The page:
The messages began circulating at the weekend: "Delete the Houseparty app, it's hacked my Spotify account!"
Like many rumours, the posts went viral across both public networks, like Twitter and Facebook, and closed forums on WhatsApp and Snapchat.
They have become so widespread that Houseparty itself says it is a victim of a "paid commercial smear campaign".
The US firm's owner Epic Games is now offering $1m (£803,000) bounty for evidence that a "malicious actor" is behind the claims.
We are investigating indications that the recent hacking rumors were spread by a paid commercial smear campaign to harm Houseparty. We are offering a $1,000,000 bounty for the first individual to provide proof of such a campaign to email@example.com.— Houseparty (@houseparty) March 31, 2020
So is Houseparty hacking people?
The consensus in the information security world is that it's highly unlikely the app is actively breaking into people's other accounts.
Although relatively unknown until the pandemic, Houseparty was acquired last June by the well-established company behind the hit game Fortnite.
"These posts seem very clearly to imply that Houseparty is a rogue app that is actively breaking into every part of your digital life and plundering it in a determined burst of criminality," says Paul Ducklin a researcher from cyber-security company Sophos.
"But this is a mainstream app published by a well-known software company in Apple's and Google's official online stores."
That's not to suggest that Houseparty is too big to get hacked. There are numerous examples of well-resourced companies having flawed products and many other examples of organisations inaccurately denying they have been hacked, either knowingly or not.
However, the nature of this incident isn't consistent with usual cyber-criminality.
"Normally when a cyber-crime group breaches a company or downloads a user account database, the data is sold at a high price and used very carefully," explains Elliott Thompson, consultant at SureCloud.
"If a scam group purchased data for $10,000, it wouldn't make sense financially to burn the data by trying to steal accounts for streaming services.
"Similarly, if the breach was widely available, it would typically appear on public forums and we've certainly not seen anything like that."
Experts say the alleged breaches are probably linked to unrelated hacks, and it's a coincidence that people are reporting falling victim shortly after downloading the chat app.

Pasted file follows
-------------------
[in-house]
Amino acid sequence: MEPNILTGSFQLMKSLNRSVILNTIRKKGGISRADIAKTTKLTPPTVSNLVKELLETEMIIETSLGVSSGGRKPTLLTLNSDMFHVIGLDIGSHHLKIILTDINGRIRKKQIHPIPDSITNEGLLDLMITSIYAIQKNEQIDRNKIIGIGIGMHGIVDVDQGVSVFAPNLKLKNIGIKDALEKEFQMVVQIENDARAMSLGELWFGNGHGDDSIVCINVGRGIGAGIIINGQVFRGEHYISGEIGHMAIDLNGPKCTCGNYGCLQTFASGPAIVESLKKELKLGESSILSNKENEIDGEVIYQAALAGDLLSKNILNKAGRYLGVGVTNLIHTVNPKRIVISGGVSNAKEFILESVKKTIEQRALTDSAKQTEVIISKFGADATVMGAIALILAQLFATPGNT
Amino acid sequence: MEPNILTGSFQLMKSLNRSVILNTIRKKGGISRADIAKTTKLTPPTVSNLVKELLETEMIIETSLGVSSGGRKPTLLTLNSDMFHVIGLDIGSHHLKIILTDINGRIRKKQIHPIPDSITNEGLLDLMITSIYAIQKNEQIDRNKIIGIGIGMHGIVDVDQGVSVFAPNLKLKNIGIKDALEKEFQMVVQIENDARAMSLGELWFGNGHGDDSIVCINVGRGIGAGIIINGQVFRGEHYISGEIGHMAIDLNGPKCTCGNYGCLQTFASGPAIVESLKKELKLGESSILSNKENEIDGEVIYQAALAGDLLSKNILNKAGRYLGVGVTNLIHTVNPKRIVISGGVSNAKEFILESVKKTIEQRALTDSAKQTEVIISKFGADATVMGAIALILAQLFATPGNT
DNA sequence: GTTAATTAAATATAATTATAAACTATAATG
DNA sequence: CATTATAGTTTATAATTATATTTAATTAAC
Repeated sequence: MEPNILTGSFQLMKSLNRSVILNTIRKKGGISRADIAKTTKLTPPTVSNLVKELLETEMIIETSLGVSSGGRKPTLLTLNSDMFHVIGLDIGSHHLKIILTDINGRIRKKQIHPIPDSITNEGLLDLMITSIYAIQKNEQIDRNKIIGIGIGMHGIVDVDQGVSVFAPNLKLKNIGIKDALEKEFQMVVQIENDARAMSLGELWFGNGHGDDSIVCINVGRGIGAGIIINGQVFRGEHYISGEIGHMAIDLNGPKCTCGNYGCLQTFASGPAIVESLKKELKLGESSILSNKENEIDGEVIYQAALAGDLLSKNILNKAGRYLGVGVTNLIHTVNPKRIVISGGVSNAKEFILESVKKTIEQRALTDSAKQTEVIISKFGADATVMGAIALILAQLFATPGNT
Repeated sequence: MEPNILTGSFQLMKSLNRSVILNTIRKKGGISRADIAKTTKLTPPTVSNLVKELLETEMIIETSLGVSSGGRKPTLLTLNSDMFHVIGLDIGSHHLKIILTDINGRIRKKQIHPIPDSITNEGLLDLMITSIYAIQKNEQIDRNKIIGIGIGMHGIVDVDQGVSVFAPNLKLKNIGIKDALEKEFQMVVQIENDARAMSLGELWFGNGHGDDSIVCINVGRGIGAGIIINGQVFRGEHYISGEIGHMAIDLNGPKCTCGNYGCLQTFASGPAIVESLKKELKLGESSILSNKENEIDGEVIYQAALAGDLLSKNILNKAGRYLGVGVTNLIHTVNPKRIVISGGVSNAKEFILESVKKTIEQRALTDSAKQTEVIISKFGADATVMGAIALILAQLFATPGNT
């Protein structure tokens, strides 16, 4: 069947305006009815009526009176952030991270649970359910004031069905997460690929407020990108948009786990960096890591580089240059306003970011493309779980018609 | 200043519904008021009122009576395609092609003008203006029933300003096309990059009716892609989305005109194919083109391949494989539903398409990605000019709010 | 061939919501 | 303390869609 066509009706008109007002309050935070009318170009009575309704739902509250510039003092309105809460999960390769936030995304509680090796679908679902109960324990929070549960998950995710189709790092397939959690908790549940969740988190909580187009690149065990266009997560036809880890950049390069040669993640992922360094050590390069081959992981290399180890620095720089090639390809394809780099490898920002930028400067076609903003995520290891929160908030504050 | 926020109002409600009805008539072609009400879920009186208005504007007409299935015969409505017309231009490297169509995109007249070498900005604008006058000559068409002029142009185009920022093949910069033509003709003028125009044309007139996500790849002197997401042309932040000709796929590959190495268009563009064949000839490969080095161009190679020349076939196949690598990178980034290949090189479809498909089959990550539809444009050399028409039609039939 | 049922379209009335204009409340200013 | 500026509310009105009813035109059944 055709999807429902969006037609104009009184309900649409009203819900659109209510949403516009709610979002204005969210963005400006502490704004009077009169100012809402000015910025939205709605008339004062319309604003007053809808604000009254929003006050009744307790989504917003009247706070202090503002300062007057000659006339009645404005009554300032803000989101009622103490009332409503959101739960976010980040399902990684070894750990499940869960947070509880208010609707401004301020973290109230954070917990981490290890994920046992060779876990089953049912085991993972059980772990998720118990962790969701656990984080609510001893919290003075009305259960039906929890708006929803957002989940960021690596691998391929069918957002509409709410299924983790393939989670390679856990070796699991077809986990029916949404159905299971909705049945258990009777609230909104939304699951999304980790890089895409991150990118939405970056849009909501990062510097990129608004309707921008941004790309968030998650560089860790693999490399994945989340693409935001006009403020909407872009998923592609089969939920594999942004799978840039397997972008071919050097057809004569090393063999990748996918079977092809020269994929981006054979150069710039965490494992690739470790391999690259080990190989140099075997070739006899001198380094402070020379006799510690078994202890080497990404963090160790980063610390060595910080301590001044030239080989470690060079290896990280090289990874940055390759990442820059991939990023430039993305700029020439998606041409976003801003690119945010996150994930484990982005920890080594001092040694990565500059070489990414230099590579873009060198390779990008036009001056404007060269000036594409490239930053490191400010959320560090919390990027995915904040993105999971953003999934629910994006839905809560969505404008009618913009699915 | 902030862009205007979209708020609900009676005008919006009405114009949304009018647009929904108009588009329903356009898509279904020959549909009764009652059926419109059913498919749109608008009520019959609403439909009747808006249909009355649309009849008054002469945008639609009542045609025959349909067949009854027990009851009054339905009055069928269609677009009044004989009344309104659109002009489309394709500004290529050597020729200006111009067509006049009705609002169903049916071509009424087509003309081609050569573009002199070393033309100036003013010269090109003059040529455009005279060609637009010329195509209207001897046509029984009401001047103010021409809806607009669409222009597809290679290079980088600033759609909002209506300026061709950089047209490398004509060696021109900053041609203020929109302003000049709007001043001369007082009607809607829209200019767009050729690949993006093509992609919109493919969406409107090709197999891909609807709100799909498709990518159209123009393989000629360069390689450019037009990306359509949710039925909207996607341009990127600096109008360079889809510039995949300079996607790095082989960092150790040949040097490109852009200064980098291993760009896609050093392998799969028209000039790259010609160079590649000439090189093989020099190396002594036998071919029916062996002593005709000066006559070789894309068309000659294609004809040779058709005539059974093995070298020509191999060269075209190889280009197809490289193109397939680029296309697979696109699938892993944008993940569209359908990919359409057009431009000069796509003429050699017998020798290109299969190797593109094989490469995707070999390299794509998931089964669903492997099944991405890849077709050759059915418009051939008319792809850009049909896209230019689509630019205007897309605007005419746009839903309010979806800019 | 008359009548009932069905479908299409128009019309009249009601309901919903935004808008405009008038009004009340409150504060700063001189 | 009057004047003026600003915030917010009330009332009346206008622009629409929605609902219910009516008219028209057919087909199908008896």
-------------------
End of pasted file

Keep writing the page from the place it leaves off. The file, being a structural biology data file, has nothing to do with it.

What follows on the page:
"When people use the same passwords and email addresses for many different services, hackers only need to get access to one of those website databases and they suddenly have access to all your accounts," Mr Ducklin adds.
"With Houseparty being the new app on so many people's phones, this could be why people are pointing fingers in that direction right now."
Is there a co-ordinated effort to smear Houseparty?
Epic Games certainly seems to suggest there is an organised campaign.
"Our investigation found that many of the original tweets spreading this claim have been deleted and we've noticed Twitter accounts suspended," it says.
But the BBC spoke to two people whose posts were shared widely and they don't appear to be in any way co-ordinated or following paid orders.
One woman said she posted a warning and advice on how to delete the app simply because she wanted to help others.
Another 26-year-old woman from Scotland tweeted that she and her friend's Spotify, Amazon, PayPal and online bank accounts had been hacked since downloading Houseparty.
Speaking to the BBC by phone, she admits she has no evidence to link Houseparty to her compromised Spotify account. She says she only made the connection after seeing a screenshot of someone else making a similar claim.
"Me and my friends have used Houseparty almost every night since the virus started and we really enjoyed playing the games as a group but then dodgy stuff started happening," she explained.
"I got an email from Spotify about suspicious activity saying someone was trying to log in to my account so I changed my password. This has only happened since I downloaded the app, and when I told my group chat about it, a couple of people also said weird stuff had happened to them so we deleted it and I warned others."
The woman acknowledges she uses the same password and email across several online services, so was already at relatively high risk.
Is the app safe then?
Epic Games insists its customer data is safe and secure.
"Passwords are kept in a secure database, salted and hashed, in line with best industry practices," says a spokesman.
And security experts - who are now examining the product in detail - say nothing obvious stands out.
"The permissions don't ring any privacy alarm bells for me," says Lukas Stefanko from Eset.
"The app provides video chats with your friends so it is logical that it asks for access to camera, contacts, location, that sort of thing. I haven't found any shady misusing of data."
Some of the apps' functions have caused concern though for another reason - child safety.
"Although the app is relatively secure as users can create 'rooms' and pick only specific names of the people to talk with, if a child doesn't 'lock' their chat room and choose private settings, others can pop into the video chat," warns the charity Internet Matters.
"So it's important to show and sit down with your child to switch privacy filters and other controls on when video chatting. This keeps video chats private and secure."